At trial, the testimony of Judith Ripka, Plaintiff's President and principal witness, was characterized by long pauses on direct and cross examination. She was not a credible witness. Ms. Siskin's deposition and trial testimony about the source of her inspiration for her designs was not very credible. The Court is dubious that testimony as to source of inspiration of design can usually be effectively weighed at trial. Ms. Greenberg's testimony about her knowledge of her husband's legal problems was not credible but not directly relevant to the issues in this trial. Plaintiff's lack of inventory records, books of account, sales records and invoices clearly documenting Plaintiff's business and the sales of the Exhibits at issue in this litigation was very troubling, particularly for a business in which one store allegedly had gross sales of $ 3 million in 1994 and inventory control of relatively valuable stock would be important.
Throughout discovery, Plaintiff also withheld evidence of customers' names at the store from which sales were made, thus denying evidence of the manner in which her business was conducted and corroboration of her oral testimony.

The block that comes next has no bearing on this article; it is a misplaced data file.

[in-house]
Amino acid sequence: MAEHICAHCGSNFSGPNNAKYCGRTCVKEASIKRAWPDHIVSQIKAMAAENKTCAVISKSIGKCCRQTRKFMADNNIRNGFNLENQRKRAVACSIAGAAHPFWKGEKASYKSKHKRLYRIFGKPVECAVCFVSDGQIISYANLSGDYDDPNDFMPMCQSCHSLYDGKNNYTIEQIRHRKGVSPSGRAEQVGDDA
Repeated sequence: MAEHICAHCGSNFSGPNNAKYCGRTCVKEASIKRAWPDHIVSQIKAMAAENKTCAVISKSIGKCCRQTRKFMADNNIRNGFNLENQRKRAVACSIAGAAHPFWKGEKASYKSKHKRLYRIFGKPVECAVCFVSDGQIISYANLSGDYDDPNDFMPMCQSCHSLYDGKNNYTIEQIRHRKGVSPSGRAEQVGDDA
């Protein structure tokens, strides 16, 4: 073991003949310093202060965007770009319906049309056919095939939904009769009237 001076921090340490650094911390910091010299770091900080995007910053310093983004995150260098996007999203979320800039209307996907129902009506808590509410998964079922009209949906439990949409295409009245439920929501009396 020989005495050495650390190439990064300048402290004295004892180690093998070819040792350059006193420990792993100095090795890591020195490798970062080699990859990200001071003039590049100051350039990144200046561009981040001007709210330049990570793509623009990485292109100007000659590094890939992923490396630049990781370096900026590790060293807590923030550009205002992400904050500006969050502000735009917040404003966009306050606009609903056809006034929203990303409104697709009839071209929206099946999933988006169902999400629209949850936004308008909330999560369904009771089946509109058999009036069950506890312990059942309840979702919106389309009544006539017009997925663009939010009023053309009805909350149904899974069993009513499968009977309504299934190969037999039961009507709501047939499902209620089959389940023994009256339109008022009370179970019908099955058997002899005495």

I. Copyright Infringement
To prevail on a claim of copyright infringement, a plaintiff must show valid ownership of a copyright and unauthorized copying by the defendant.
See e.g. Rogers v. Koons, 960 F.2d 301, 306 (2d Cir. 1992), cert. denied, 506 U.S. 934, 121 L. Ed. 2d 278, 113 S. Ct. 365 (1992); Stillman v. Leo Burnett Co. Inc., 720 F. Supp. 1353, 1358 (N.D.Ill. 1989). The Stillman court provided the following explanation:
To prevail on a copyright claim, a plaintiff must prove (1) a valid copyright, and (2) illicit copying. To prove illicit copying, he must establish both (1) copying, and (2) unlawful appropriation...To establish copying, a plaintiff must show (1) access, and (2) substantial similarity between the works 'when compared in their entirety including both protectible and unprotectible material'...Finally, to show unlawful appropriation (i.e. substantial similarity as a matter of law), the plaintiff must demonstrate that the defendant's copying extended to the plaintiff's protectible expression.
Stillman, 720 F. Supp. at 1358.